OPINION: Cricket is driven by numbers.
Averages, strike rates, runs per over, conversion rate, fifties, hundreds, required run rates, balls remaining, runs to win. Oh my goodness, we could go on and on.
However, in the past five years, the New Zealand cricket public has become obsessed with one number in particular – 150kmh.
That is the figure that defines a bowler as being "fast" rather than "fast medium".
Ever since Shane Bond, the first Kiwi to break the 150 barrier, called time on his career in 2009, Black Cap fans have been clamouring for another speedster to surface.
And now he has.
Adam Milne has all the physical attributes to be a great fast bowler.
He has height, long arms, is athletic and attacks the bowling crease without fear.
At 21 years old there is no doubt he is a great prospect, who is already standing out in the Twenty20s and also, though to a lesser degree, at one-day level.
However, after he cracked the 150kmh mark during the first Twenty20 international against the West Indies last Saturday night, there have been calls to put him in the test team to face India.
This is just another example of how the obsession of finding "the next Shane Bond" is clouding people's judgment.
To begin with, who would you drop from a bowling attack that just helped the Blacks Caps to their first test series win over opposition other than Zimbabwe and Bangladesh since the 2005/2006 season?
Then there are the standout bowlers from the Plunket Shield this season.
What message are you sending Canterbury's Hamish Bennett (24 wickets at an average of 23.12 and strike rake of 41) and Wellington's Andy McKay (21 wickets at 31.76, strike rate 53.1) if you put a player who's collected just eight wickets at an average 41.75 and a strike rate of 72 in ahead of them?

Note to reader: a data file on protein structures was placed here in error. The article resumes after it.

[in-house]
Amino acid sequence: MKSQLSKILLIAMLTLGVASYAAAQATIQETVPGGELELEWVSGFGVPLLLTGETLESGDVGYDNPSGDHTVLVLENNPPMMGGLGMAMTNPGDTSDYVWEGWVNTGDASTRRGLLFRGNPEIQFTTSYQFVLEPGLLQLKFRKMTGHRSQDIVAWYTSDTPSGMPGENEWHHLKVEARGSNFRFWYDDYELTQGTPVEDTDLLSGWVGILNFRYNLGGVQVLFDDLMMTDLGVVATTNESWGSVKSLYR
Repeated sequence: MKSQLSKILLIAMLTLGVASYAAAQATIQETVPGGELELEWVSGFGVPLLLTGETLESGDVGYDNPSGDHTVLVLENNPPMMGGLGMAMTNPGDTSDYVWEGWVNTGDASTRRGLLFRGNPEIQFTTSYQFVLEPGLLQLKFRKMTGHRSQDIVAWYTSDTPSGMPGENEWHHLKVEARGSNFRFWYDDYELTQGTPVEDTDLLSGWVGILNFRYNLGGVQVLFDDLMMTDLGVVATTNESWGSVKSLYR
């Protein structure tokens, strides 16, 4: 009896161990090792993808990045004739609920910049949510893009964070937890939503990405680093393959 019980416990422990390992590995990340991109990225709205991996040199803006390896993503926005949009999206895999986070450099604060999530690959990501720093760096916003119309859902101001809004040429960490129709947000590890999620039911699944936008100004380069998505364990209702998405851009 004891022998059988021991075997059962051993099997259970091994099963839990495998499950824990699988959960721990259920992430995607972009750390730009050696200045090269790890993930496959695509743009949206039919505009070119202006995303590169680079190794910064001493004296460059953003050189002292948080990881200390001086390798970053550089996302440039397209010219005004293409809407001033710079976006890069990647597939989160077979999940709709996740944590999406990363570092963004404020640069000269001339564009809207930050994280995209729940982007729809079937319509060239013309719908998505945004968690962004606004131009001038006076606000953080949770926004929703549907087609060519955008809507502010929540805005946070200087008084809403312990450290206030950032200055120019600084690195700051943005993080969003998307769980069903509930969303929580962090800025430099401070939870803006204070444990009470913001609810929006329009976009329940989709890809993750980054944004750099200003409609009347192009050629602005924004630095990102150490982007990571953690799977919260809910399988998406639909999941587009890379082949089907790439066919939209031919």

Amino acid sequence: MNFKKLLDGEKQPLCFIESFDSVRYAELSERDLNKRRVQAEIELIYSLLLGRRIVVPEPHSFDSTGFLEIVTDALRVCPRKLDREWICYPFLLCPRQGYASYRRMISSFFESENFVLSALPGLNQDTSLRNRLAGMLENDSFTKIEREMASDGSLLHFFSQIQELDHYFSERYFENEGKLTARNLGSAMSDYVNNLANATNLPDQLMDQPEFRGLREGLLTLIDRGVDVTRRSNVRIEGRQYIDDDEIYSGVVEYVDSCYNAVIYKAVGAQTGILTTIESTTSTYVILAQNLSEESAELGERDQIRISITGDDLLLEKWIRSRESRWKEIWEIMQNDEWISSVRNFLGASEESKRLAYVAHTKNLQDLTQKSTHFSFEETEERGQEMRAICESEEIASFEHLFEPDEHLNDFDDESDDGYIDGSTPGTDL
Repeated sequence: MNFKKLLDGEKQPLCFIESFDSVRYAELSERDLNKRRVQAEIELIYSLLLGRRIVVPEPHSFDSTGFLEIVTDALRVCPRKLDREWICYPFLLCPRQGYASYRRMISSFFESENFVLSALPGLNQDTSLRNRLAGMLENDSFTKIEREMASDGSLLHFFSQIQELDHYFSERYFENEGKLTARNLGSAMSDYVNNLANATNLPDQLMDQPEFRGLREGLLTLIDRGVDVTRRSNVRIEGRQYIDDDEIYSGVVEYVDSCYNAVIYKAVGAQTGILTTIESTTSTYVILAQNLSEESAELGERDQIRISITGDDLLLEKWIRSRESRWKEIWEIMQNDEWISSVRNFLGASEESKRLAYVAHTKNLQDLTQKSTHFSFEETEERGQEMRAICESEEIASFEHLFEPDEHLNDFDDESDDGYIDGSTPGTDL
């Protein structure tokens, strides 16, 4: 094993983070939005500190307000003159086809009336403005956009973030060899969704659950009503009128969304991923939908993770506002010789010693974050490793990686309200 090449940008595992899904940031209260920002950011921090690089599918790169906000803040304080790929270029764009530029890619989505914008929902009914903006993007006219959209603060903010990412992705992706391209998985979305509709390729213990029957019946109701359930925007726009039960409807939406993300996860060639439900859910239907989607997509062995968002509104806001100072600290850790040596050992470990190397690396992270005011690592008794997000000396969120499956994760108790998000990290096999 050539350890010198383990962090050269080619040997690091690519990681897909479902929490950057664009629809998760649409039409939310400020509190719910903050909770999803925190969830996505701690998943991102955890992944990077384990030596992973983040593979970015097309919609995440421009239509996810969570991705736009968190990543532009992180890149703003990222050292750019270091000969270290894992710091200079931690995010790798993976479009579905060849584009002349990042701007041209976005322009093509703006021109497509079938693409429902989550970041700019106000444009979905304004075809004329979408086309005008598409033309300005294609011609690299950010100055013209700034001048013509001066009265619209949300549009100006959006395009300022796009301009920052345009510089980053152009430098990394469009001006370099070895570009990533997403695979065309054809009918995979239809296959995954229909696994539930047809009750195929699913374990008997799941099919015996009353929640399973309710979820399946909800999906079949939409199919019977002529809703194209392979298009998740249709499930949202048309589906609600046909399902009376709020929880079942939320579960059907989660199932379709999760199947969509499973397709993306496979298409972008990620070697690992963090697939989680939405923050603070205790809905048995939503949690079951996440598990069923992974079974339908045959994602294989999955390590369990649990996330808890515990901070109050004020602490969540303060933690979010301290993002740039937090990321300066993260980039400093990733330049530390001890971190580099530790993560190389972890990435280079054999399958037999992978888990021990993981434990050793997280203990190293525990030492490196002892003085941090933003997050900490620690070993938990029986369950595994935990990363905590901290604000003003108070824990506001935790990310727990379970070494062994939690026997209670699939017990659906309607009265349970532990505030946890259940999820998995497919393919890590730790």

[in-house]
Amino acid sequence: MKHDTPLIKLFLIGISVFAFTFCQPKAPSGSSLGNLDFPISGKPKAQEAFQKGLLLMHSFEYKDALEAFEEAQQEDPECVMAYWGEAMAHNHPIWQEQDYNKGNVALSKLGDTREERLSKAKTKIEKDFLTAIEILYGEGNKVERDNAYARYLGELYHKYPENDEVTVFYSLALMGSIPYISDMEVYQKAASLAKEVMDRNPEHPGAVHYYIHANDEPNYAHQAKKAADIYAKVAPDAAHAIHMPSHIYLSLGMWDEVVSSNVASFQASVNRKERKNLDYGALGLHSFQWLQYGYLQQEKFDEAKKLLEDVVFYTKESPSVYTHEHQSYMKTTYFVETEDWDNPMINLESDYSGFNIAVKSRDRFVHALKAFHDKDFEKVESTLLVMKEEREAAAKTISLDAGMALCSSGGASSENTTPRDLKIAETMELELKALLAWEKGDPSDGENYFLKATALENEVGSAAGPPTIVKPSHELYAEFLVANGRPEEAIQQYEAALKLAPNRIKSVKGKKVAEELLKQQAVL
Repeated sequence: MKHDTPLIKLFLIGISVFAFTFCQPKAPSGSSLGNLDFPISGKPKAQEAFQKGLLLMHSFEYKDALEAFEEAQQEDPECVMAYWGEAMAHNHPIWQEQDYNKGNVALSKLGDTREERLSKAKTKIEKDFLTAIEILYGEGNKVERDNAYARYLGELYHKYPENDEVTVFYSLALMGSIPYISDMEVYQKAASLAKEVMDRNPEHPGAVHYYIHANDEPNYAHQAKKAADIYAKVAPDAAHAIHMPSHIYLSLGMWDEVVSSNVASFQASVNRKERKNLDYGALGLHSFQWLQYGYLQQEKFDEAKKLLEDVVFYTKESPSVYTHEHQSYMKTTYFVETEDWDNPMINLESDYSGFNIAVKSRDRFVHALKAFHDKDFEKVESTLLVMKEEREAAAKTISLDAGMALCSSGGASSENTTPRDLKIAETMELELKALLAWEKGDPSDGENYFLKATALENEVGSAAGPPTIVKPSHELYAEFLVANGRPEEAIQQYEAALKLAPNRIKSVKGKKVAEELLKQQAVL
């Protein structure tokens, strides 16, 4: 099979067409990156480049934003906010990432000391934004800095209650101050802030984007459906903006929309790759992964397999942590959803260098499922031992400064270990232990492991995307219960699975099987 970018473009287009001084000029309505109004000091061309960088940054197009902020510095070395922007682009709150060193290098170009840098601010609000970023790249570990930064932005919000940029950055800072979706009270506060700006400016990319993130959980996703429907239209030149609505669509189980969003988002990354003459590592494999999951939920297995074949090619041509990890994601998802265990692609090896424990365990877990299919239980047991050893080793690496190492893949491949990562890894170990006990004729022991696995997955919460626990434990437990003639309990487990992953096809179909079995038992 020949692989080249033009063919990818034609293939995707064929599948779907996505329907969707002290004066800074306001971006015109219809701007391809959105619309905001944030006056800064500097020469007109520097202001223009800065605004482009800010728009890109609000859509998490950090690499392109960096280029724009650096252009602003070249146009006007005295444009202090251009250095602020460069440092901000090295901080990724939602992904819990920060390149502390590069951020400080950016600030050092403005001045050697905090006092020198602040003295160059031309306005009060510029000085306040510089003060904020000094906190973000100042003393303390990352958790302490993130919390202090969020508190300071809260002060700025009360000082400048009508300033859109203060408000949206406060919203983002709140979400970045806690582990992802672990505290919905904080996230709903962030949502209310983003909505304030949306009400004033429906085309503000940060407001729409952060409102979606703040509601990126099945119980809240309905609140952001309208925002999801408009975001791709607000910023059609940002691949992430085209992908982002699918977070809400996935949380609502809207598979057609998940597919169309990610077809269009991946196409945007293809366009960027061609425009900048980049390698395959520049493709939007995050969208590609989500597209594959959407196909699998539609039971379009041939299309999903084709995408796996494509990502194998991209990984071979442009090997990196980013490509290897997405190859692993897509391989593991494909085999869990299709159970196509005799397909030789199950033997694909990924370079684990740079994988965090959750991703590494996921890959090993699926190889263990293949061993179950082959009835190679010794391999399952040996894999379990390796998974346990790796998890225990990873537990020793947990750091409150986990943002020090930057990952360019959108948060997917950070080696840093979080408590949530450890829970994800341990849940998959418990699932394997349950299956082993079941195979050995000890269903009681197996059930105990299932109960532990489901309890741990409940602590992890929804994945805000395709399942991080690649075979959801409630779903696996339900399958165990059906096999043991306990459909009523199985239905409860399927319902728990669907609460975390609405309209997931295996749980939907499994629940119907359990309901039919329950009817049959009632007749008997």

Also why put this young man up against arguably the most dangerous batting lineup in the world.
However, to illustrate what I believe is the most significant reason for not rushing Milne into the test team, look no further than the man who mentors him.
Shane Bond played just 18 tests in his outstanding career, sitting out long periods due to injuries largely caused by the physical intensity of fast bowling. .
Milne has already had to deal with a stress fracture in his left tibia (any injury preceded by the word "stress" is not good for a fast bowler) and missed the South African series with a recurrence of an Achilles tendon injury.
The best international playing environment for Milne is in the Twenty20 and ODI teams, but may I suggest that the Black Caps take a leaf out of Steve Hansen's book and keep Milne around the test match setup as an apprentice.
The goal for Milne should be to prepare him for a long test match career.
That process should be undertaken over two years, allowing this talented young man time to properly condition himself for the mental and physical rigours that test match cricket presents.
If he is treated with patience, we will all be rewarded with Milne as the spearhead of the Black Caps test attack for (at least) the next 10 years.
Nigel Yalden is a Waikato-based sports commentator for Newstalk ZB and Radio Sport
- © Fairfax NZ News
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